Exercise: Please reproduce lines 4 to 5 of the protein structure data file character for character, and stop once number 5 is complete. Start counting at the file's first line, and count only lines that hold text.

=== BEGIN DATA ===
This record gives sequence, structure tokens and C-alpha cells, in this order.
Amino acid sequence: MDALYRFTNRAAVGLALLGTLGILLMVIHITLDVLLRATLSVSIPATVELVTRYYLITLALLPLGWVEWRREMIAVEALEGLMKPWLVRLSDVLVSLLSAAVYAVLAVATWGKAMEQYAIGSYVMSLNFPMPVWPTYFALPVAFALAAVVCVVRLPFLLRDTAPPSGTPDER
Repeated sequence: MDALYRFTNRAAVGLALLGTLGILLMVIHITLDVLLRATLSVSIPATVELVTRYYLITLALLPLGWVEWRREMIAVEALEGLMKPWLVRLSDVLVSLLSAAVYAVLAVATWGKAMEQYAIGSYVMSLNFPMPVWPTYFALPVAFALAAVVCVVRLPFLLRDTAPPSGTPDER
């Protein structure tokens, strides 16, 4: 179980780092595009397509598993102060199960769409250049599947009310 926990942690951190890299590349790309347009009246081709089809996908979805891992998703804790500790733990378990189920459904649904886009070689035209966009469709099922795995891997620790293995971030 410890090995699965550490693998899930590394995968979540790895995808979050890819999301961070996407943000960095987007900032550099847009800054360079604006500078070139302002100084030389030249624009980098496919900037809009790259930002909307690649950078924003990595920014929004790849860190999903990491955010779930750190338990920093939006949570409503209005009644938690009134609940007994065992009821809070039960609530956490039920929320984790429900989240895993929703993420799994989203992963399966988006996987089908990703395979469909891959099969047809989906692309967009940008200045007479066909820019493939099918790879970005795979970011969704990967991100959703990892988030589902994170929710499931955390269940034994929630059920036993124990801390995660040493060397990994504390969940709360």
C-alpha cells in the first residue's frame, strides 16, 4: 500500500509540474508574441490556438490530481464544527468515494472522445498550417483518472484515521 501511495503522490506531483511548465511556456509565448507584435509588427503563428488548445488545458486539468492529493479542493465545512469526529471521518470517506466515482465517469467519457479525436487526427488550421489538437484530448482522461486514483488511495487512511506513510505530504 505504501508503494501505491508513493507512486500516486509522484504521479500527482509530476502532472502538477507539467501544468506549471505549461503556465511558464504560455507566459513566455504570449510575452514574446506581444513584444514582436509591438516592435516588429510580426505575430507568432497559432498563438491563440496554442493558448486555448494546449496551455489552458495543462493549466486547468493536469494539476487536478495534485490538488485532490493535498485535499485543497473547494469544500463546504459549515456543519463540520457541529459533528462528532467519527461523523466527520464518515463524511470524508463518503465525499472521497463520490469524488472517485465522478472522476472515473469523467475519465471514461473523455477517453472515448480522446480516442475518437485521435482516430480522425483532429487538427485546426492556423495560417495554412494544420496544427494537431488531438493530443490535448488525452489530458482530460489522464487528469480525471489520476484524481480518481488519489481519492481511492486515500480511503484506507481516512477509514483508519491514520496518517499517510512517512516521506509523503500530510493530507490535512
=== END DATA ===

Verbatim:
């Protein structure tokens, strides 16, 4: 179980780092595009397509598993102060199960769409250049599947009310 926990942690951190890299590349790309347009009246081709089809996908979805891992998703804790500790733990378990189920459904649904886009070689035209966009469709099922795995891997620790293995971030 410890090995699965550490693998899930590394995968979540790895995808979050890819999301961070996407943000960095987007900032550099847009800054360079604006500078070139302002100084030389030249624009980098496919900037809009790259930002909307690649950078924003990595920014929004790849860190999903990491955010779930750190338990920093939006949570409503209005009644938690009134609940007994065992009821809070039960609530956490039920929320984790429900989240895993929703993420799994989203992963399966988006996987089908990703395979469909891959099969047809989906692309967009940008200045007479066909820019493939099918790879970005795979970011969704990967991100959703990892988030589902994170929710499931955390269940034994929630059920036993124990801390995660040493060397990994504390969940709360």
C-alpha cells in the first residue's frame, strides 16, 4: 500500500509540474508574441490556438490530481464544527468515494472522445498550417483518472484515521 501511495503522490506531483511548465511556456509565448507584435509588427503563428488548445488545458486539468492529493479542493465545512469526529471521518470517506466515482465517469467519457479525436487526427488550421489538437484530448482522461486514483488511495487512511506513510505530504 505504501508503494501505491508513493507512486500516486509522484504521479500527482509530476502532472502538477507539467501544468506549471505549461503556465511558464504560455507566459513566455504570449510575452514574446506581444513584444514582436509591438516592435516588429510580426505575430507568432497559432498563438491563440496554442493558448486555448494546449496551455489552458495543462493549466486547468493536469494539476487536478495534485490538488485532490493535498485535499485543497473547494469544500463546504459549515456543519463540520457541529459533528462528532467519527461523523466527520464518515463524511470524508463518503465525499472521497463520490469524488472517485465522478472522476472515473469523467475519465471514461473523455477517453472515448480522446480516442475518437485521435482516430480522425483532429487538427485546426492556423495560417495554412494544420496544427494537431488531438493530443490535448488525452489530458482530460489522464487528469480525471489520476484524481480518481488519489481519492481511492486515500480511503484506507481516512477509514483508519491514520496518517499517510512517512516521506509523503500530510493530507490535512